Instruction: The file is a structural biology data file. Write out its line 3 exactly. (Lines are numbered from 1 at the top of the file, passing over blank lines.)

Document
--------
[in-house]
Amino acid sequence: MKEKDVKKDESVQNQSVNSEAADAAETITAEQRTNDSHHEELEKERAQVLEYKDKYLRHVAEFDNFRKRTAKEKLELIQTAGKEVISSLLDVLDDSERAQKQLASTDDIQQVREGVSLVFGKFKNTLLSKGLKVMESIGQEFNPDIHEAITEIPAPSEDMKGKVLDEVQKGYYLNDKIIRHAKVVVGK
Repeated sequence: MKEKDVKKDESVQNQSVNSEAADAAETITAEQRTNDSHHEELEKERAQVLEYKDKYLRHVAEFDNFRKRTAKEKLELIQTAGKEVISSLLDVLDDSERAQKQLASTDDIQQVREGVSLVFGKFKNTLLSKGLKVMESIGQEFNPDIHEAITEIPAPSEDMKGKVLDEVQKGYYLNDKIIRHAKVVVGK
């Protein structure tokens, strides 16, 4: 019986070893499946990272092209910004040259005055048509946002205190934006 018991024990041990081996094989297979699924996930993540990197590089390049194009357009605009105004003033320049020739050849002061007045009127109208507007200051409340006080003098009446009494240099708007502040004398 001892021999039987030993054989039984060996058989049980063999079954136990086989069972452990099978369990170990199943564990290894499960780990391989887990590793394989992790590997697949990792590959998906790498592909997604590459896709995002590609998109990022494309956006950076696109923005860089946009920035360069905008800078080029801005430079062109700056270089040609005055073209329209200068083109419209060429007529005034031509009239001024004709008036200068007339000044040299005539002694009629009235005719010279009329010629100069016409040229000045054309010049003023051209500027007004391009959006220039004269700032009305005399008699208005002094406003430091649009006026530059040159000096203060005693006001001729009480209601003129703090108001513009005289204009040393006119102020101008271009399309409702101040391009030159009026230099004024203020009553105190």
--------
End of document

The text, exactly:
Repeated sequence: MKEKDVKKDESVQNQSVNSEAADAAETITAEQRTNDSHHEELEKERAQVLEYKDKYLRHVAEFDNFRKRTAKEKLELIQTAGKEVISSLLDVLDDSERAQKQLASTDDIQQVREGVSLVFGKFKNTLLSKGLKVMESIGQEFNPDIHEAITEIPAPSEDMKGKVLDEVQKGYYLNDKIIRHAKVVVGK